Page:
Environmentalism: A Term That MATTERS
The dictionary definition of environmentalism is “...concern about, and action aimed at protecting the environment.” Environmentalism manifests in the world when an individual or organization generates enough concern about their environment that they feel compelled to take meaningful action. Any person or organization can take steps towards adopting practices that ensure breathable air, clean drinking water, and maintaining natural ecosystems. Of course, as individuals and organizations consolidate their shared investment and interest in a clean environment, they can move from personal or local efforts to large-scale progress via policy and legislative change.
Environmentalism is a term used EVERYWHERE in today’s society, and it’s time that we all take a minute to truly understand what it all means and why it matters.
Responsibility vs. Convenience: Keeping an Eco-Friendly Mind
Environmentalism is often described as a political or social movement. Some simply describe it as caring for the planet, although it’s a bit more complicated than that. Environmentalism can be broken down into many different principles and nuanced ideologies.
At Conscious Collaborative, we consider human and non-human lives in many decisions that we make on a day-to-day basis. This falls into the ecocentric ideology: one that focuses on the well-being of the Earth as a whole. All beings on this planet we call home evolved from the Earth itself. The organisms that live here continue to live because of the nutrients naturally produced by it. This side of environmentalism believes that all of the living things here (sentient or otherwise) are interconnected because of our total and unquestionable dependency on our planet. Let’s face it, humanity is many lifetimes away from living on hunks of rock floating in space. Ecocentrism means thinking bigger and more inclusively than simply sustaining human life. More than just protecting the things useful to humans, ecocentrism asks human beings to take part in propelling and ensuring the sustenance of everything around them.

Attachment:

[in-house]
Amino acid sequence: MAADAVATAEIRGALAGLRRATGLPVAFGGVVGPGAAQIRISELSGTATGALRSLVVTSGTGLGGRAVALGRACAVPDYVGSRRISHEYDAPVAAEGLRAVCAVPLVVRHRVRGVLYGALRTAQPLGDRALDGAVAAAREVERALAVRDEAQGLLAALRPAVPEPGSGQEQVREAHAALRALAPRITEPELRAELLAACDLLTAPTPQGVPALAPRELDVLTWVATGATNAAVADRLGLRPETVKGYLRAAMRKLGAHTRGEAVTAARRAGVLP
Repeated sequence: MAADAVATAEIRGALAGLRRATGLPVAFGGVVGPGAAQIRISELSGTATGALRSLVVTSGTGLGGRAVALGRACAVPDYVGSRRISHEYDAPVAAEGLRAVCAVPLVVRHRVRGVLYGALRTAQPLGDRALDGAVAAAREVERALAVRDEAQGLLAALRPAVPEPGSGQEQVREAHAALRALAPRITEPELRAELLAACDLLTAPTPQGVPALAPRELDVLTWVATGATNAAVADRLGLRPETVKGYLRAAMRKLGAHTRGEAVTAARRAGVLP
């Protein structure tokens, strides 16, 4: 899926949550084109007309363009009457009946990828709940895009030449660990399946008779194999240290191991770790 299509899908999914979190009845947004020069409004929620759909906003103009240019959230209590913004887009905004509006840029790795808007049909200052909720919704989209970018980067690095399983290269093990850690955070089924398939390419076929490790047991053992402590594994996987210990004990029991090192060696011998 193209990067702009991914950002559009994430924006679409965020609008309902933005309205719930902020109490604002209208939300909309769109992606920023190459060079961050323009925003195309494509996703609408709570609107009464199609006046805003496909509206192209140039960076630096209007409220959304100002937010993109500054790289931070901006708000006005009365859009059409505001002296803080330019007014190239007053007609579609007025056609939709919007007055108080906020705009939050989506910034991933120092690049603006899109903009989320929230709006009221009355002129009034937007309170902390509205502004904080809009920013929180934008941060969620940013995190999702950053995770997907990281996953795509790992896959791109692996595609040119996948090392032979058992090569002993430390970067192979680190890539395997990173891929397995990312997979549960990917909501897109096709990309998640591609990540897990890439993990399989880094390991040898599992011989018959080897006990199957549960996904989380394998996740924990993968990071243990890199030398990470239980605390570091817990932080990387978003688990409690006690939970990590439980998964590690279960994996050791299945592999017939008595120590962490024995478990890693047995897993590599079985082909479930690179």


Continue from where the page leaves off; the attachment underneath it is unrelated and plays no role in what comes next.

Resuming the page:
In contrast, there is anthropocentrism, or the human-centered ideology operating under the umbrella that is environmentalism. This is the belief that we should take care of the things from which humans specifically benefit. The anthropocentric outlook emphasizes responsibility to future generations of human beings and whatever benefits their quality of life. Anything beyond that is of secondary concern, to varying degrees. Although this way of thinking has been described as selfish and shallow, objectively it just represents a moral rearrangement or re-prioritization: thinking of our grandchildren’s grandchildren and how we’d want our future family members to live; it represents a species-center approach.
Things You Can Do to be an Environmentalist (Mostly)
Regardless of where you or your organization might fall in the spectrum of environmentalism, to embrace it, you must take responsible action. What matters is that you’re doing your part to lessen the negative impacts of your particular “carbon footprint.”
There are so many everyday things anyone and everyone can do.
- Recycle junk mail
- Upcycle existing “garbage” for a functional purpose (a coffee can as a paintbrush or pen/pencil holder).
- Turn off or unplug lights or appliances that aren’t being used
- Switch to energy-efficient light bulbs
- Take shorter showers
- Take up composting or gardening
- Carpool, cycle, or walk to work or other locations within a reasonable distance.
- Organize a neighborhood clean up
- Use natural cleaners instead of chemicals
- Invest in rechargeable batteries
Environmentalism is just one of the many ways you can take responsibility for what you take in and put out into the world. We at Conscious Collaborative believe that everyone can take simple steps to do their part with integrity and self-awareness. If you’d like to learn more about how we apply our own principles to the work we do, we recommend you check out our website.